Note: This Decision was reversed by the Court of Appeal, in a judgment delivered on July 15 2002. For a note of this judgment, click here.
Case No. DMC/ST/03/01
Glencore Grain Ltd. v. Flacker Shipping Ltd. "The Happy Day" TLR 22 Feb 2001
UK High Court Decision: Langley J. January 2001
VOYAGE CHARTERPARTY: COMMENCEMENT OF LAYTIME: NOTICE OF READINESS REQUIRED
This case decides that, where a charterparty provides that a notice of readiness is to be given before laytime commences, laytime will not commence unless a valid notice of readiness has been given. The commencement of loading/discharging operations will not of itself trigger the commencement of laytime.
DMC Category Rating: Developed
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Owners, Flacker Shipping Ltd., claimed demurrage; the charterers, Glencore Grain, claimed despatch, on the grounds that, in the absence of a valid notice of readiness, laytime had never begun.
The relevant clause in the charterparty read: ‘At first or sole discharging port, notice to be given to Receivers/agents during normal local office hours and laytime to start counting at 8am next working day, whether in berth or not, whether in port or not, whether in free pratique or not, whether customs cleared or not.’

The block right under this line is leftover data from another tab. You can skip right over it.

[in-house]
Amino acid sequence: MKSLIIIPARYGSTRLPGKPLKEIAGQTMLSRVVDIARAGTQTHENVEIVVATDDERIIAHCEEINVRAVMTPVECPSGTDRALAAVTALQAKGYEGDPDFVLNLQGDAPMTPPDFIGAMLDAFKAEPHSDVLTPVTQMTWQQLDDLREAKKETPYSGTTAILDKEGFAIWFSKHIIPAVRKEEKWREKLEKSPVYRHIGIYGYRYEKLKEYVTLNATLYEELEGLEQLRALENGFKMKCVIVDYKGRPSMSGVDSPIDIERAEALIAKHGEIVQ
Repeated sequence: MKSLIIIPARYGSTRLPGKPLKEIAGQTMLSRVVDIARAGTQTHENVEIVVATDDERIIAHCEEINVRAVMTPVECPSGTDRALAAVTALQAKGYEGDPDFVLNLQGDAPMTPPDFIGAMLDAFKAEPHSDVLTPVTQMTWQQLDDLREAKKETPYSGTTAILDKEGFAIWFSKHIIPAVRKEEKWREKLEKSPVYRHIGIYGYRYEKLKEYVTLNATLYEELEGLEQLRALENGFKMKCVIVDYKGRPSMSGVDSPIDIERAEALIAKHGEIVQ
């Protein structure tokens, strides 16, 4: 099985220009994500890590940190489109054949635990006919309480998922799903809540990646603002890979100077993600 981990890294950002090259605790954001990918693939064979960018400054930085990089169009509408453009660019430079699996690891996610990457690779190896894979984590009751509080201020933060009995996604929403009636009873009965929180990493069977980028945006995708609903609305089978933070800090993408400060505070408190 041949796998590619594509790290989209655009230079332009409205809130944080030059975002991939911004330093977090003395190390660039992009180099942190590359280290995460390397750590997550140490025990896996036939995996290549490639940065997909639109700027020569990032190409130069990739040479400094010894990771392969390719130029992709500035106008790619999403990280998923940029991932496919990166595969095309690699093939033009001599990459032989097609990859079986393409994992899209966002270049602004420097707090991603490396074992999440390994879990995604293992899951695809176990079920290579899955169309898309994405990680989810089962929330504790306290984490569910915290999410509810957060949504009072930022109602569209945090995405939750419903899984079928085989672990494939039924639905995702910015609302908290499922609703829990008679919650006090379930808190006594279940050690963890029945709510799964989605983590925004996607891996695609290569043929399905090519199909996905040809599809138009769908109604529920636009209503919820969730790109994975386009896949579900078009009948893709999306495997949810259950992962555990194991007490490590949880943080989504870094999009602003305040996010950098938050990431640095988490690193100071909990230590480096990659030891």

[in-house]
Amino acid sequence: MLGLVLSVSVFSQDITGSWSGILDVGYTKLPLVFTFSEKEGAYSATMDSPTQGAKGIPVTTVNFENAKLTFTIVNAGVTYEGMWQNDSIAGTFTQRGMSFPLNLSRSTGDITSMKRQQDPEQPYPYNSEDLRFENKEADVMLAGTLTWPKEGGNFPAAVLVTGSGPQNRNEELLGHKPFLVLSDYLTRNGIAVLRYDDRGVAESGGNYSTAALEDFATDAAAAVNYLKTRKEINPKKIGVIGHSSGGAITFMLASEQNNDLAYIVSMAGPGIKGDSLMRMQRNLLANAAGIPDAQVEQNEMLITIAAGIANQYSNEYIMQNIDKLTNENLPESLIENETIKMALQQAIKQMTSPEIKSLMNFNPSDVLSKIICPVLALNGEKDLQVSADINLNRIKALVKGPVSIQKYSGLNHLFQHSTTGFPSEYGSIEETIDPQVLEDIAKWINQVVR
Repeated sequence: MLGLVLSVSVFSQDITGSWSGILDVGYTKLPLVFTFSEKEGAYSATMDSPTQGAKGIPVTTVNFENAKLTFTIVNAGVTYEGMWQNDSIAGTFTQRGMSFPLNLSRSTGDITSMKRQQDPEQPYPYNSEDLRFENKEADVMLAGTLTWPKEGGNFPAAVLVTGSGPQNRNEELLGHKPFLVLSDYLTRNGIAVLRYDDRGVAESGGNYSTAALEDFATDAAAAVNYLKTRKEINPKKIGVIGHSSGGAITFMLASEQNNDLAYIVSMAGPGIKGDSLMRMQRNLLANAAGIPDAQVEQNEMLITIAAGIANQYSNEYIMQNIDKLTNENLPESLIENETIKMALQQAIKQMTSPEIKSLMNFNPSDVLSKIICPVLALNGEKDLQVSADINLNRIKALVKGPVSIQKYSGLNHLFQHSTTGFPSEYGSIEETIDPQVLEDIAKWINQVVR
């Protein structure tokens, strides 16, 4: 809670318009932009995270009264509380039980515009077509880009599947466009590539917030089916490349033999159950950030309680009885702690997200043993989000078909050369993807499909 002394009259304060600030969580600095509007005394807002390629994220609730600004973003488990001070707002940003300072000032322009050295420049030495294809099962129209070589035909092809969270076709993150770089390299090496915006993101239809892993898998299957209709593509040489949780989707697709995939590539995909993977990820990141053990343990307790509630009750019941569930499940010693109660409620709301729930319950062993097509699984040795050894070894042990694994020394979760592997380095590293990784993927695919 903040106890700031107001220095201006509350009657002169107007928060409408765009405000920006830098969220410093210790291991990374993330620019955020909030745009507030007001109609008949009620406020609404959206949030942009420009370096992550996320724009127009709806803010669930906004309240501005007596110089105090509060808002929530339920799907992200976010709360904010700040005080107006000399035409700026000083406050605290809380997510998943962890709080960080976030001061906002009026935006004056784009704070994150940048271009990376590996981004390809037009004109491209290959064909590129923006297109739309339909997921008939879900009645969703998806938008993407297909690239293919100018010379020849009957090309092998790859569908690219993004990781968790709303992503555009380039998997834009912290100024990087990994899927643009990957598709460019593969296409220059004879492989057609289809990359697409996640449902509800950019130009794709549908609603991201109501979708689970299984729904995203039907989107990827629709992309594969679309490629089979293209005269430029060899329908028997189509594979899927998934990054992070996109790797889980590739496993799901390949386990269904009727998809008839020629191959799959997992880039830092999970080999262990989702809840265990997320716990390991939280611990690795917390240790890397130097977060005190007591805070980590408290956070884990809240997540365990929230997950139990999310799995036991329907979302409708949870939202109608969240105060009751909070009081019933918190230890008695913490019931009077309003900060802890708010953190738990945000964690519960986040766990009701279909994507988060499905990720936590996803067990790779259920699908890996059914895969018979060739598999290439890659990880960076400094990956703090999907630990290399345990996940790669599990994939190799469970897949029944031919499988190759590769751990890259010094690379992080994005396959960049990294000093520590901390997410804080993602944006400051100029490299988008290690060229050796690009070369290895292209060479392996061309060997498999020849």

The court quoted with approval from the headnote to the judgment of the Court of Appeal in The Mexico I  1 Lloyd’s Rep. 507, to the effect that it was right to reject the arguments
(a) that a notice of readiness was a delayed-action device, effective to start laytime automatically when at a later date, the ship became ready to discharge the cargo and
(b) that time began in any event when the charterers knew, or ought to have known, of the ship’s readiness.
The court also followed the decision in The Mexico as regards the effect of recording the notice of readiness as 'accepted' in the statement of facts. Since the statement recorded acceptance at the same time as the notice was given, 'any such acceptance must have been given on the basis of an implied assurance that the ship was at the berth and/or ready for discharge', which was not in fact the case. The owners could not therefore rely on it as evidencing an agreement to accept the notice as a valid and effective notice for the purposes of laytime.
Lessons to be learnt
One alternative to giving multiple notices of readiness might be to provide in the charterparty for laytime to commence when loading/discharging commences, whether or not a valid notice of readiness has been given. This will not, however, protect the owner in respect of time lost before that event occurs.
The fact that the notice of readiness is acknowledged by the
recipients as 'received' or, indeed, 'accepted', is not of itself enough to
convert an invalid notice into a valid one.
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